Friday, 20 January 2017

December report

Landevenny and Chepstow

14 December 2016- Landevenny
Upon finishing work and getting into my car that evening I glanced across to my passenger side and there was a small outline of a micro moth upon the outside of the car window. Being a recorder of lepidoptera as you know, you just have to find out what it is but I had a dilemma given where it was positioned and as to what to capture it in.
A quick search around the vehicle came up with nothing, so I had to use my initiative and resort to emptying my lunch box. It glad to say it worked fine after my gentle, stalking, approach work so not to disturb it.
(I have not dared tell the wife about my last resort with the lunch box as I may have not written up this post!)
The next morning in good light pictures revealed this micro moth pictured below.
It was a new moth to me and one perhaps I should have encountered before given its widespread distribution and frequent habitat.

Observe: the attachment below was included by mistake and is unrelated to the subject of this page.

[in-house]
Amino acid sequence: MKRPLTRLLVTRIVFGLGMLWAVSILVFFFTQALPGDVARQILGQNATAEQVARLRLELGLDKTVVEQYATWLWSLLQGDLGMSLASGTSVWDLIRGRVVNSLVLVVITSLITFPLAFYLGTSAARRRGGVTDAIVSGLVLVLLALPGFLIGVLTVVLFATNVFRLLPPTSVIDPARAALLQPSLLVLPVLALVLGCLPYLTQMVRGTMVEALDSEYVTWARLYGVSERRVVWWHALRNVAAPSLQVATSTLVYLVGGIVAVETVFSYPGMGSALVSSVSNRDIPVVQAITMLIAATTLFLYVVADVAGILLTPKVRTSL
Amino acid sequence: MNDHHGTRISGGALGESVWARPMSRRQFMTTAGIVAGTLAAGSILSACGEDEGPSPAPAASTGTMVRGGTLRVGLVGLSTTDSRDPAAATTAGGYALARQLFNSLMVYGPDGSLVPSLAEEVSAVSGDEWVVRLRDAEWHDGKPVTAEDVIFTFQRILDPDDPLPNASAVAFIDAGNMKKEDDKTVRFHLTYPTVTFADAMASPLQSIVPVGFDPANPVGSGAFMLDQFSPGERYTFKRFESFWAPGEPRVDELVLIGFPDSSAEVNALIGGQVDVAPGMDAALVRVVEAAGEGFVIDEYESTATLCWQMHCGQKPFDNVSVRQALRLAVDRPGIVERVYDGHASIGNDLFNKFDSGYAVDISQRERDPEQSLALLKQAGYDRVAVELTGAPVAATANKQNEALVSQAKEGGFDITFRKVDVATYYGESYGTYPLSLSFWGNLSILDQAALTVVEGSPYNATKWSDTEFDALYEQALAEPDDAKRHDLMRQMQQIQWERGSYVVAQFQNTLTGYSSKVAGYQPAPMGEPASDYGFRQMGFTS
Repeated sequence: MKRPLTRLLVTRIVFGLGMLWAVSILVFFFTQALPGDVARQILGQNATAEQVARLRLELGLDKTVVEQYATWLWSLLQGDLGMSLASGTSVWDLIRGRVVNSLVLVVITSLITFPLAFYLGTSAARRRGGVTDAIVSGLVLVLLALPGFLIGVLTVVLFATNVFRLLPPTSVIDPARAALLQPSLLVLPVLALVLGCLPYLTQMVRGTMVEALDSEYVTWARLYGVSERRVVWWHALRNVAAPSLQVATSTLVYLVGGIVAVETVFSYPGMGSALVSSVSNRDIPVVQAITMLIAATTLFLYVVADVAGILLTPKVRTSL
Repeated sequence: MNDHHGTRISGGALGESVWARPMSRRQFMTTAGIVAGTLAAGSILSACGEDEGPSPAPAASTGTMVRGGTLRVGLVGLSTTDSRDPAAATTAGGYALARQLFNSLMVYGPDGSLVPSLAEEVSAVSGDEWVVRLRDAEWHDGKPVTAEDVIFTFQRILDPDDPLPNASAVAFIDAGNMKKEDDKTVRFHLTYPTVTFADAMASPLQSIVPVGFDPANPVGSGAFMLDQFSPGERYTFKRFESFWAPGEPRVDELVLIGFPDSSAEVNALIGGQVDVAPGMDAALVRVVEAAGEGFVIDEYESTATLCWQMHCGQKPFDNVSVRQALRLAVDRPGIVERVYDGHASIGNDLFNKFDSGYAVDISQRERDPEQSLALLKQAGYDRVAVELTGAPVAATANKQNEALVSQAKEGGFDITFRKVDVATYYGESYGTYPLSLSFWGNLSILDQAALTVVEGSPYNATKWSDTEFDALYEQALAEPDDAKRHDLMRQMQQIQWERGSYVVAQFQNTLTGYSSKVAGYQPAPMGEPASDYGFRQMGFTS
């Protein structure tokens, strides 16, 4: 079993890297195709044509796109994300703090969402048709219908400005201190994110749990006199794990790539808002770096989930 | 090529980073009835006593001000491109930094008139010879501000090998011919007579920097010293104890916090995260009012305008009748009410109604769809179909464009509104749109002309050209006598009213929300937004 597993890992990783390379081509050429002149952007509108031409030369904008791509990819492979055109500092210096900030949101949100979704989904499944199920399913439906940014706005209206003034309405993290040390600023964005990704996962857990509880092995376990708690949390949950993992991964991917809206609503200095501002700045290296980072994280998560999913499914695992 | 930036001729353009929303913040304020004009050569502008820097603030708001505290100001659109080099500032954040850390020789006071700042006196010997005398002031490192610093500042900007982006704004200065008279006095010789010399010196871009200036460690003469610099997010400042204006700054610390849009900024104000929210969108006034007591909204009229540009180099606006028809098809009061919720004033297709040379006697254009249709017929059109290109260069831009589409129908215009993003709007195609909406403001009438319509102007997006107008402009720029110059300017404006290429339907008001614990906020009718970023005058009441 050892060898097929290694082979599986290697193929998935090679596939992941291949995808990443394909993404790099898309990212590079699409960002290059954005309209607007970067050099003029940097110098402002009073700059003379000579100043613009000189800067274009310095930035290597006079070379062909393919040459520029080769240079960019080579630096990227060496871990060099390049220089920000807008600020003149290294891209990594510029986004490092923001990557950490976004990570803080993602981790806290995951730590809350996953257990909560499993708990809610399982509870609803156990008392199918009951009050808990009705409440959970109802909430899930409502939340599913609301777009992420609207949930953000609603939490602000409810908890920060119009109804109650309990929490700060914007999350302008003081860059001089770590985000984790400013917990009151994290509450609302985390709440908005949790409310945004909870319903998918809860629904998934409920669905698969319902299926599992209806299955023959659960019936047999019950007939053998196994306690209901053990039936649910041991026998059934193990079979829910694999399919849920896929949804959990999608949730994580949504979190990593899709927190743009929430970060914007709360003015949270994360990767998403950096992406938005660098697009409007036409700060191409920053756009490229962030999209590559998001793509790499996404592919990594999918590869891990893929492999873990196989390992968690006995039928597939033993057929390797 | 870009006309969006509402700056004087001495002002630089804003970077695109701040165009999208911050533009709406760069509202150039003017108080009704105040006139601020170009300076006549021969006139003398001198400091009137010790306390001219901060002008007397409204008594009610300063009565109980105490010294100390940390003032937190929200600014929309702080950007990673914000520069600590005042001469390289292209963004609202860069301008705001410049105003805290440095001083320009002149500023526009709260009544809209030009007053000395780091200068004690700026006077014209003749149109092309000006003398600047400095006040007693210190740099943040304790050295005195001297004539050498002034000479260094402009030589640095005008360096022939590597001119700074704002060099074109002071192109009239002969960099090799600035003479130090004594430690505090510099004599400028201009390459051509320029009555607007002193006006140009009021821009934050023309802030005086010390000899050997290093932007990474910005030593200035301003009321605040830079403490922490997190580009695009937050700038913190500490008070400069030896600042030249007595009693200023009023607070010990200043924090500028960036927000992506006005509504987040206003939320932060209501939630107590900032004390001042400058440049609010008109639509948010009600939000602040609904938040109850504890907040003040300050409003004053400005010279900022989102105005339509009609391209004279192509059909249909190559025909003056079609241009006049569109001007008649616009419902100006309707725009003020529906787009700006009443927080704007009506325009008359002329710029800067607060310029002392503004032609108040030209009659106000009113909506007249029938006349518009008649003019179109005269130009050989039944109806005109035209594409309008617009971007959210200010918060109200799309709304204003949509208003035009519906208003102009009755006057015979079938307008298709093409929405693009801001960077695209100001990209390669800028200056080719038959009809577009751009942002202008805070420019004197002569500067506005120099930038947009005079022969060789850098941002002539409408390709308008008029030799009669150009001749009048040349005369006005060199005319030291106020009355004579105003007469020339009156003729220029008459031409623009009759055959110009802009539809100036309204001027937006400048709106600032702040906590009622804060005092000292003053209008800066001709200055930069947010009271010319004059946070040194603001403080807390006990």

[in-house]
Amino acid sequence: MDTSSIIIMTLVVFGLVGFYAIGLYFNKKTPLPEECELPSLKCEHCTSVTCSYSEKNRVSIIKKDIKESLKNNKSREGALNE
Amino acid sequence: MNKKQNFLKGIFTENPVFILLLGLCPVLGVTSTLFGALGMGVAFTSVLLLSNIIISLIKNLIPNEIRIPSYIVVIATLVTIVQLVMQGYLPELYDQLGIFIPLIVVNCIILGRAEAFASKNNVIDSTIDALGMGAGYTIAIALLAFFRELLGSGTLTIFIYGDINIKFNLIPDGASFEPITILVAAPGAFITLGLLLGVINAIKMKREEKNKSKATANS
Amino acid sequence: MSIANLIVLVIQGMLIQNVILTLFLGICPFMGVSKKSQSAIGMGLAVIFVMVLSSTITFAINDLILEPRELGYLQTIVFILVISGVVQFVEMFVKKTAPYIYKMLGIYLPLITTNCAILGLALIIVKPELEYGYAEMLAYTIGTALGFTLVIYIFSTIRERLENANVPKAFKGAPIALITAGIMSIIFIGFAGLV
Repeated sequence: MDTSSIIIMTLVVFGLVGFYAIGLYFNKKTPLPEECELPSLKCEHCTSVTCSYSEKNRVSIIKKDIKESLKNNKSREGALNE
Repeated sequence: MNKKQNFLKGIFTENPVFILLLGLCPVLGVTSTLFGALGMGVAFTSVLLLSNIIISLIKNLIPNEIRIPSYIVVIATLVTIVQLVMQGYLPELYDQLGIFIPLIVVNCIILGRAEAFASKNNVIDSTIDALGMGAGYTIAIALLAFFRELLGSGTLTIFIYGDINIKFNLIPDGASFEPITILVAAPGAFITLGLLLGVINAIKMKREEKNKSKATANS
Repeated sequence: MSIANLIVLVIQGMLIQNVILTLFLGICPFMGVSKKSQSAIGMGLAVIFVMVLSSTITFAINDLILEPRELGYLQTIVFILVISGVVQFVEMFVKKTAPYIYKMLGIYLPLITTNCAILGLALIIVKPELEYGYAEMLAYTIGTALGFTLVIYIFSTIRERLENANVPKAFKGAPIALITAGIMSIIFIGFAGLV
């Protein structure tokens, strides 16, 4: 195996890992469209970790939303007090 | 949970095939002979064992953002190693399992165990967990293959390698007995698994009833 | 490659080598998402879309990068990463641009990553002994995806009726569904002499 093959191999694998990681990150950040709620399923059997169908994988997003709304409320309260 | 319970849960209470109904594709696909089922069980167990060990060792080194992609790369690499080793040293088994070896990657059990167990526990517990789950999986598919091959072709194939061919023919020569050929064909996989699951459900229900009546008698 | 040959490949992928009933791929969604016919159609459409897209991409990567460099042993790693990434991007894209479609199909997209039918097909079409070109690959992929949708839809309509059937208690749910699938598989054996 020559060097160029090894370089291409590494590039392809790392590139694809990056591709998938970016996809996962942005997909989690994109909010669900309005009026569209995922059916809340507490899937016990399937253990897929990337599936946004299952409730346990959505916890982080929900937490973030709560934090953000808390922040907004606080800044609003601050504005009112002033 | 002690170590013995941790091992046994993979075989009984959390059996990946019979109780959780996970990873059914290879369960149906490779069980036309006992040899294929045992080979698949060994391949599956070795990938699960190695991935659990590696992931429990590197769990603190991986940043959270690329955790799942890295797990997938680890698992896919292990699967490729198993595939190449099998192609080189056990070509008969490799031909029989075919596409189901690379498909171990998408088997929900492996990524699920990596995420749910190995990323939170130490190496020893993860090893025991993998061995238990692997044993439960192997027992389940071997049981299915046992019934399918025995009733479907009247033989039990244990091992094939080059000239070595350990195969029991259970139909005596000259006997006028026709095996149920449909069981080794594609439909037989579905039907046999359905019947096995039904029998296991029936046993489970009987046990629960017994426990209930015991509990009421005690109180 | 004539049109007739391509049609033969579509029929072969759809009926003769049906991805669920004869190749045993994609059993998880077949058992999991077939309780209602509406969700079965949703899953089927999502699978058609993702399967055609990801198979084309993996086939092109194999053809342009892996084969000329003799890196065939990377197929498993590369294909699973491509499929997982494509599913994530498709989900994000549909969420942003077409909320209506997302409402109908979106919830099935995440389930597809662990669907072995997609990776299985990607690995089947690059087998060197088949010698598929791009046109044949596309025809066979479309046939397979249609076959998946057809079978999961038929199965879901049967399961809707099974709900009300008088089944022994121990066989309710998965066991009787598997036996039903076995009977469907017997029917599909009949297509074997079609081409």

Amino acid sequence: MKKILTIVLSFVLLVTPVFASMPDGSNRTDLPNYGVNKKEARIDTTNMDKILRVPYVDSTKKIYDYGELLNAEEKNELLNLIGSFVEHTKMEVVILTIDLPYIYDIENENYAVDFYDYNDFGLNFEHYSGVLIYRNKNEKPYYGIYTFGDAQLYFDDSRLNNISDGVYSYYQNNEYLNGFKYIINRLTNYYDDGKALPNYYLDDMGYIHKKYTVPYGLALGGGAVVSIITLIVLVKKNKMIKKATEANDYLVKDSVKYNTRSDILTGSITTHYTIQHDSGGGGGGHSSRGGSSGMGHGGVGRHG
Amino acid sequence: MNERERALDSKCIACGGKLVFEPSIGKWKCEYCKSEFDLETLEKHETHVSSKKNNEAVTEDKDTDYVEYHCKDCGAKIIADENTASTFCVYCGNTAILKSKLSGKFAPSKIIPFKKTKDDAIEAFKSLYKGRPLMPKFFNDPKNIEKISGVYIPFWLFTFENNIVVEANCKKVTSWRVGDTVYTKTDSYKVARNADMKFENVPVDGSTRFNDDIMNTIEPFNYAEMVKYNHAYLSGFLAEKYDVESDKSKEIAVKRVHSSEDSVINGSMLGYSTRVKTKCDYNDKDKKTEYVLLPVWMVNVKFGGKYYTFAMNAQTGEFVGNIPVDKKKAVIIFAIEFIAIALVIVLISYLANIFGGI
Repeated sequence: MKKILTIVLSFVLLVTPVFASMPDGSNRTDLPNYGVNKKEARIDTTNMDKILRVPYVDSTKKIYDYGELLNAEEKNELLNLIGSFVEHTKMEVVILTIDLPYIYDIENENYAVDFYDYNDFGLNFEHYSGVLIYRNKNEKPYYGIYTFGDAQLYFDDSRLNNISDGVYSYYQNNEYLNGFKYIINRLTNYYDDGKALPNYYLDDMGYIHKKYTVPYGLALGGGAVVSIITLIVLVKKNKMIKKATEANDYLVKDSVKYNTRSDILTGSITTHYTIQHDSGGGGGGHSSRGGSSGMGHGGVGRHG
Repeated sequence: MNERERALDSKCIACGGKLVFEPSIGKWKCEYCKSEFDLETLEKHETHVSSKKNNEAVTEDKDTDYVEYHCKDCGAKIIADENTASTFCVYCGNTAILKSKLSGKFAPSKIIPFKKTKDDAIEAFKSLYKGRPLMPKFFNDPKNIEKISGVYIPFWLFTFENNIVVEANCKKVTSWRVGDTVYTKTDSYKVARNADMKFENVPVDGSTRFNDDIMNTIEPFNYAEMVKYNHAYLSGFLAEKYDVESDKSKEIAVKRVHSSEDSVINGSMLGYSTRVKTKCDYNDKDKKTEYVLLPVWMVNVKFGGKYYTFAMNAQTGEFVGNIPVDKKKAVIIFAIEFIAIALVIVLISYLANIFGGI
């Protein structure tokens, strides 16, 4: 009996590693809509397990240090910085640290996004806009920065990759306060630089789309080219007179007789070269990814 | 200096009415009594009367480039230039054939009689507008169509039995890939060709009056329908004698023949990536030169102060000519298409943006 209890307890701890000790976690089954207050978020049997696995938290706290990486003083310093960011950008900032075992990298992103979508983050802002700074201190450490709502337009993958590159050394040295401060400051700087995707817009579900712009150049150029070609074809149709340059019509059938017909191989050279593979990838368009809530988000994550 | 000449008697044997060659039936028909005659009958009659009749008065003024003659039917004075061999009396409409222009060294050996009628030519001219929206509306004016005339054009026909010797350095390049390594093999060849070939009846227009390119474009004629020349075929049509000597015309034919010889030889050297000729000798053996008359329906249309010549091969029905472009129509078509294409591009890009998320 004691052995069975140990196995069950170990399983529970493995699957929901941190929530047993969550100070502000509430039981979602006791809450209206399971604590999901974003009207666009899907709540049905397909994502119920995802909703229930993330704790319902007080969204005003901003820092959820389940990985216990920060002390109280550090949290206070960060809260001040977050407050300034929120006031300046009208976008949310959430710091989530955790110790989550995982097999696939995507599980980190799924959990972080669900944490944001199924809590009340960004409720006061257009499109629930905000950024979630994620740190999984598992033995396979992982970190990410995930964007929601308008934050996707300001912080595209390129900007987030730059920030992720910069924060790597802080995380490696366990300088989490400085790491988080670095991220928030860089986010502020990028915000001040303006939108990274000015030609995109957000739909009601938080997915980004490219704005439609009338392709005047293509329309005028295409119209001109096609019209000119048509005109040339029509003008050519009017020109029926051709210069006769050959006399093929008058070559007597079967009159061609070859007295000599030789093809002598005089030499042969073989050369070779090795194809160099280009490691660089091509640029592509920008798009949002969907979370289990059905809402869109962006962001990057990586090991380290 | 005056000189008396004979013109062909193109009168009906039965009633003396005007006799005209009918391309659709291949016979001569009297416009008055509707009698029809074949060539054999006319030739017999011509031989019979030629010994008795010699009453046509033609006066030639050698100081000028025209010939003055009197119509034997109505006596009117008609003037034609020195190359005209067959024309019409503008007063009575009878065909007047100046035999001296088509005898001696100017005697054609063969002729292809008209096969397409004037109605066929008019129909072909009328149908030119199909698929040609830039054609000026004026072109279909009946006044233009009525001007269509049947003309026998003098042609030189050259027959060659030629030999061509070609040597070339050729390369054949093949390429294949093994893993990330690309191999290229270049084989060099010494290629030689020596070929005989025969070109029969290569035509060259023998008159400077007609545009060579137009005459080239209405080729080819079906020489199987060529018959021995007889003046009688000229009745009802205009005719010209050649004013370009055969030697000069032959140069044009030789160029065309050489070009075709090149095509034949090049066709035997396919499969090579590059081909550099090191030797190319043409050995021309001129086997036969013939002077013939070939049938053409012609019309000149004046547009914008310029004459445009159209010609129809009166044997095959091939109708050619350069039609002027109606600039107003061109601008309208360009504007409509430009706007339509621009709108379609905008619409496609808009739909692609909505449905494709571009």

Acleris hastiana or Sallow Button by its common name, is classified common in the U.K. but a highly variable species with numerous named forms.
In fact literature states that it is "probably the most Polymorphic Tortrid".

16 December 2016-Chepstow
A wander through the town today produced this Blair's Shoulder-knot.
It was found in the lower part of the town upon a wall. It was nice to see as I have not seen one in a while and an unexpected surprise given the time of year.

1 comment:

  1. Thank you for setting down your late autumn exploits in the Blog, Nick. Keeps us going during the quiet winter months (actually bryophytes keep me going, but that's another story, see the South Wales Bryos Blog). It is worth trapping on mild nights for Pale Brindled Beauty or even Small Brindled Beauty, and daytime searches for Luffia are worthwhile (I noticed a case on our porch yesterday).


Note: only a member of this blog may post a comment.